Kidnapping and hostage-taking persists off the coasts of West Africa and South East Asia, despite a 20-year low in piracy on the world’s seas, according to new figures from the International Chamber of Commerce (ICC) International Maritime Bureau (IMB).
IMB’s latest global piracy report shows that pirates armed with guns or knives took 110 seafarers hostage in the first nine months of 2016, and kidnapped 49 crew for ransom. Nigeria, a growing hotspot for violent piracy and armed robbery, accounts for 26% of all captures, followed by Indonesia, Malaysia, Guinea and Ivory Coast.
But with just 42 attacks worldwide this quarter, maritime piracy is at its lowest since 1996. IMB’s Piracy Reporting Centre (IMB PRC) has recorded 141 incidents so far this year, a 25% drop from the same period in 2015. A total of 111 vessels were boarded, five were hijacked, 10 were fired at, and a further 15 attacks were thwarted.
“We are encouraged by the efforts of national and international authorities – and the shipping industry – to keep piracy down. But clearly the threat to crew being taken hostage remains, and it is therefore necessary for shipmasters and response agencies to remain vigilant,” said Pottengal Mukundan, Director of IMB, which has monitored world piracy since 1991.
The IMB report shows one factor in reducing global numbers is a huge drop in low-level incidents off Indonesia. Though Indonesia still accounts for 34 of the 110 seafarers taken hostage this year, the total number of attacks has plummeted. IMB recorded 33 attacks off Indonesia in the first nine months of 2016, down from 86 for the corresponding period in 2015. Patrols by the Indonesian Marine Police appear to be working, says IMB PRC, who will continue to monitor high-risk areas and work closely with the region’s authorities.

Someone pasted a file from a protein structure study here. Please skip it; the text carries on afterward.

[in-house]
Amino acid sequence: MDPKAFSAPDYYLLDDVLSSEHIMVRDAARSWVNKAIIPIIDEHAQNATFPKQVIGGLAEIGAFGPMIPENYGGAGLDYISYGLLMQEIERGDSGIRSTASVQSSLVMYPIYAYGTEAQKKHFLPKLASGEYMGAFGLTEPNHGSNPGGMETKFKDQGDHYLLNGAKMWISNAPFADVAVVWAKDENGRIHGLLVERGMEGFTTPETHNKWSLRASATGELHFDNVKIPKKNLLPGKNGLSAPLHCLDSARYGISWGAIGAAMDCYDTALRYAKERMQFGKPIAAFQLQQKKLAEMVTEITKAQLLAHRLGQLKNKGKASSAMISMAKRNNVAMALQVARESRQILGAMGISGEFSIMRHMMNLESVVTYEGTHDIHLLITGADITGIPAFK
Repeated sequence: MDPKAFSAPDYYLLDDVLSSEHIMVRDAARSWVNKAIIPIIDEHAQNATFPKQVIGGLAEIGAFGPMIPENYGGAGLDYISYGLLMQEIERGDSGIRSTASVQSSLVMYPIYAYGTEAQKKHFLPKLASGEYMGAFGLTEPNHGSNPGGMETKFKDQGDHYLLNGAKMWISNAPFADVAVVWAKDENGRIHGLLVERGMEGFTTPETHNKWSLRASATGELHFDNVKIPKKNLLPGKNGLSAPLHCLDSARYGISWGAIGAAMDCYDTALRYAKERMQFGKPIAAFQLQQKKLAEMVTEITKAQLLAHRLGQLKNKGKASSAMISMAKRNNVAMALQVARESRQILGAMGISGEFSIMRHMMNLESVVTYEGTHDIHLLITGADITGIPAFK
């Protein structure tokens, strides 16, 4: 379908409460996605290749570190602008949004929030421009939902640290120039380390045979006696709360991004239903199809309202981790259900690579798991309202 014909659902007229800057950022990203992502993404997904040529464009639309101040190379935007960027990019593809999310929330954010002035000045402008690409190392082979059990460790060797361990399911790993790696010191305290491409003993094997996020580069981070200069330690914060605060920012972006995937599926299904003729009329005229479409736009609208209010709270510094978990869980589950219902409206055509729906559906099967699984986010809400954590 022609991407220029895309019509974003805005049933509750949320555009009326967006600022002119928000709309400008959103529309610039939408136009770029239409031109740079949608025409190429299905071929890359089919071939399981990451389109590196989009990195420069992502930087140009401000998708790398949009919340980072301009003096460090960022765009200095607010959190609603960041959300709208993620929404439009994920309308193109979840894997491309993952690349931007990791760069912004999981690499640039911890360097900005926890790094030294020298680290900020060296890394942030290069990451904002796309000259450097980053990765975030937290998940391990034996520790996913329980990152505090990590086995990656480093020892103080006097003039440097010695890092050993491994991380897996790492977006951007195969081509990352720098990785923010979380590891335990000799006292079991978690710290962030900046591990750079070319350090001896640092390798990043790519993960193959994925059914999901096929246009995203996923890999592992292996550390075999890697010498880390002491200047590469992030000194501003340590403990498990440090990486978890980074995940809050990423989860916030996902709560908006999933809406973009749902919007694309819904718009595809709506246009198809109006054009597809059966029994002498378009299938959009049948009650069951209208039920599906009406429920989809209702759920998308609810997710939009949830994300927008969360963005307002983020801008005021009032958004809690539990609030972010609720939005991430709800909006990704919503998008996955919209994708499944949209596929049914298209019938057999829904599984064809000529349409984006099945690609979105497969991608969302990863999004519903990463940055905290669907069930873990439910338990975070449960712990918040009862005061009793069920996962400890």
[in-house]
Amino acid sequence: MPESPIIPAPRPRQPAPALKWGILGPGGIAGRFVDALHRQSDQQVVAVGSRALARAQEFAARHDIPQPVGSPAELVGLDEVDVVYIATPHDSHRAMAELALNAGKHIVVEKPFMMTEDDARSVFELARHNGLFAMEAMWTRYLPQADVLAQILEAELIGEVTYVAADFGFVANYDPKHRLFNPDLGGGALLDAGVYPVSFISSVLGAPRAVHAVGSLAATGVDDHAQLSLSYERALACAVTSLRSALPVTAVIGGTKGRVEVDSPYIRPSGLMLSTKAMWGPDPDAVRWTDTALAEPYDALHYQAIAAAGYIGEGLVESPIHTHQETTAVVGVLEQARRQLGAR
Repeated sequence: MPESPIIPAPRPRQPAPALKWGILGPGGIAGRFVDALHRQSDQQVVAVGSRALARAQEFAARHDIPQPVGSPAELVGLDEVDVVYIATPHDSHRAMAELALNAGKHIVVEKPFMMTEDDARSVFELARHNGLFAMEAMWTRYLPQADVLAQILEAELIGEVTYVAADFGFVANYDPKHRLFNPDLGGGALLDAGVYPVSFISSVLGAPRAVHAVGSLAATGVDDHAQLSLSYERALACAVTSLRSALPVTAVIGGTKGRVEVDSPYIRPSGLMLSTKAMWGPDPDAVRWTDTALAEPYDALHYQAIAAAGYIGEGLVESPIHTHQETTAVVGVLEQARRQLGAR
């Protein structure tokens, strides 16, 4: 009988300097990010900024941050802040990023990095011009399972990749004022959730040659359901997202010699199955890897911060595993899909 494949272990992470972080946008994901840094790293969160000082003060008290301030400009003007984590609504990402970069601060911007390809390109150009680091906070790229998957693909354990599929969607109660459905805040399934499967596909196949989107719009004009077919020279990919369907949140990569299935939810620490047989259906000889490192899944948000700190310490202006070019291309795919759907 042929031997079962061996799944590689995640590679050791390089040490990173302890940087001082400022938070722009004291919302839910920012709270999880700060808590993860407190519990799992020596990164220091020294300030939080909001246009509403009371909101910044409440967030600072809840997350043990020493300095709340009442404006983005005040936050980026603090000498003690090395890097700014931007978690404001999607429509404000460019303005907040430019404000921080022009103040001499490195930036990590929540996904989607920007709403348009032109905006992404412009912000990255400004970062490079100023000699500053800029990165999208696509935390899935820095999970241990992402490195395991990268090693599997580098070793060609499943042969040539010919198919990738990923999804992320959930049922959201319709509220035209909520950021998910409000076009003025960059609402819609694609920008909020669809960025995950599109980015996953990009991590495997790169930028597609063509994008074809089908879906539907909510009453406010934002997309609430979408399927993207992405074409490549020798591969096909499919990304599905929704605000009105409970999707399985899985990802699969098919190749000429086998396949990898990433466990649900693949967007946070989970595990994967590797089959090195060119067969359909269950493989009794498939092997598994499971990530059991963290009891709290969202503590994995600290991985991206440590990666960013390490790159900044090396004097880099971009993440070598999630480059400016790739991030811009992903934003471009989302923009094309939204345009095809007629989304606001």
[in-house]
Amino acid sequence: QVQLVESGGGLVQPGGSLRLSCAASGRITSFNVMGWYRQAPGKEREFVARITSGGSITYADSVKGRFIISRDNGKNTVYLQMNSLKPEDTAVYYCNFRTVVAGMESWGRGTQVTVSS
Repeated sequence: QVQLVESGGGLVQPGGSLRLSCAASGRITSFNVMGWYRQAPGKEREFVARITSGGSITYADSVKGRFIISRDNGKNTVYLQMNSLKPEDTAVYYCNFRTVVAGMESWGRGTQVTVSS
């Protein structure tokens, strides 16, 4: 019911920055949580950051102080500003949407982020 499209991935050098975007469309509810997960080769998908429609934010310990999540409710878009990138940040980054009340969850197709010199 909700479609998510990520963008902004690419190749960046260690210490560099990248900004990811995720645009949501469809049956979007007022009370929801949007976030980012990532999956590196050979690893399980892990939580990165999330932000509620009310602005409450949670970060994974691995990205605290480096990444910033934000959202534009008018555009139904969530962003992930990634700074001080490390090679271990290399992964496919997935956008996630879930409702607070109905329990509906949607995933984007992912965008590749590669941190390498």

Vietnam has reported similar improvements, with six incidents so far in 2016 – four of them in Vung Tau – compared with 19 during the same period last year.
Nigeria – kidnapping and armed theft
More vessels of all types are being targeted by armed groups along Nigeria’s rivers, anchorages and ports, and up to 118 nautical miles from the coast. Though many attacks are believed to go unrecorded, IMB received reports of 31 incidents in the first nine months of 2016, up from 12 in the same period last year.
In the latest of these, pirates armed with AK47 rifles attacked and boarded a general cargo ship en route from Onne (Nigeria) to Douala (Cameroon), stealing property and cash and damaging accommodation. The master activated the Ship Security Alert System (SSAS), and all crew retreated into the citadel. Alerted by the ship’s managers, IMB PRC requested urgent assistance from the Nigerian navy, who intercepted and boarded the ship.
But in other Nigerian attacks so far this year, 13 people have been taken hostage onboard, and 29 kidnapped for ransom. In one boarding in July, five crew were captured and the chief officer shot in the head.
Worldwide over the past nine months, five crewmembers were assaulted, six were injured, and five threatened.
Somalia risk remains
As for Somalia, zero incidents were recorded this quarter and just one attempted attack was recorded in the Gulf of Aden in the first nine months of 2016. But the situation ashore in Somalia, from where the pirate vessels set off, remains fragile. Mr Mukundan called on shipmasters to follow the industry’s Best Management Practices and continue to remain vigilant as they sail through waters off Somalia.
Piracy and armed robbery prone areas
The report gives details of all 141 attacks in 27 countries, and advice for mariners, including a list of particularly high-risk areas where extra caution and precautionary measures are vital.